For all the talk around tactical changes at the Wellington Phoenix, one man hasn't noticed anything different about the way they play football.

The under-fire Phoenix have attempted to employ a possession-based focus during the past six weeks but the supposed change in approach hasn't yielded success because they haven't won in their past five outings.

Playing pretty football is one thing but substance will trump style if it results in putting three points on the board and considering the Phoenix are last on the A-League ladder after 18 rounds their fanbase would take any kind of win at the moment.

On Sunday the Phoenix were held to a boring 1-1 draw against the Newcastle Jets at Westpac Stadium after a 73rd minute goal from Emile Heskey rubbed out the advantage the home side earned through Louis Fenton in the first spell.


It was a throwback performance to the days of when the Phoenix knew what they were about.

They had a stern focus on stout defence, coupled with a cross-heavy approach and played with the sort of heart that hadn't been seen in a couple of months.

Newcastle coach Gary van Egmond was asked after the game if he thought the Phoenix were a changed outfit of late.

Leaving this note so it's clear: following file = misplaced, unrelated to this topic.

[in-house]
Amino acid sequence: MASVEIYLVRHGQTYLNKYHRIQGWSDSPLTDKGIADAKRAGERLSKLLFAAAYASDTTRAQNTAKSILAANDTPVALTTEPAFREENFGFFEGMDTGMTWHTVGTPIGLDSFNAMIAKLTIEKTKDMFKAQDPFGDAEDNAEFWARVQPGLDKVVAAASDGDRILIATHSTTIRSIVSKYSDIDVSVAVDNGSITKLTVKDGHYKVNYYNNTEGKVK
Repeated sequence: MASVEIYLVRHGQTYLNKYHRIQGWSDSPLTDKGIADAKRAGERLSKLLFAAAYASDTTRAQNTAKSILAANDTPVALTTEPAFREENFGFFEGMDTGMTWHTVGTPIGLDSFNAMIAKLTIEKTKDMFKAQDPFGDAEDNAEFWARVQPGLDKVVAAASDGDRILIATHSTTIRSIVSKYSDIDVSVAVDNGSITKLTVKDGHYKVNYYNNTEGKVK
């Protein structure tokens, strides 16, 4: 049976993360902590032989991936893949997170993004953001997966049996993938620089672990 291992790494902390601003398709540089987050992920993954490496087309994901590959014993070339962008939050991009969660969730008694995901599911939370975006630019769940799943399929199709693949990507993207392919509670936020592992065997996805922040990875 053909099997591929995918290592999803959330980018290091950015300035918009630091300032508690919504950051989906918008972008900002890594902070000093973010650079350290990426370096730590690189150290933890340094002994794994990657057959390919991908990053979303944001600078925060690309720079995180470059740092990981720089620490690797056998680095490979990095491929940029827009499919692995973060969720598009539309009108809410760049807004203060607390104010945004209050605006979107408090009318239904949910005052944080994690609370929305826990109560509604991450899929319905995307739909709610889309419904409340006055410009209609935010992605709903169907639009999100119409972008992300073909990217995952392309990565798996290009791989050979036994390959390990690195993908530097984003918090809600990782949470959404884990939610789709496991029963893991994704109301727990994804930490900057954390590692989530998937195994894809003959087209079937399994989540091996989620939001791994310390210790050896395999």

"From a perspective of maybe, like you said, confidence, but that also comes with getting results and what have you," van Egmond said.

"I think they're a different team but I don't think they're a different team in regards to how they look to play."

It was a fair assessment too.

Wellington's goal came on the back of a Ben Sigmund long ball and they should've opened the scoring only minutes earlier from the same provider but Jeremy Brockie failed to find the back of the net with the goal at his mercy.

Fenton's goal was his third of the season and a nice return for a good performance from the 19-year-old from Tawa who has been the find of the summer for the Phoenix.


The Phoenix have been guilty of spurning chances in front of goal in recent weeks and even though they were beaten 7-1 against Sydney FC in round 17 they could have been three or four goals to the good in the early stages of the game.

Wellington assistant coach Chris Greenacre, who spent 17 years as a striker in the professional ranks, said the goals were on the horizon for his men they just needed to be more clinical.

"We had a couple of chances [yesterday] and in fairness we've created a lot of opportunities of late and we are just waiting to stick it in the back of the net," he said.

"But from a personal point of view I think when you're creating opportunities that's always a positive. Having been there myself where we haven't created much and strikers aren't getting chances is a real sore point. But we'll keep continuing to train hard, work hard, keep getting those balls in the right areas and I'm sure the tide will turn at some point, we've just got to keep putting those chances in for the strikers."

Wellington's next chance to get back in the winner's circle comes on Saturday night when they host the Perth Glory in a "home" game at Auckland's Eden Park.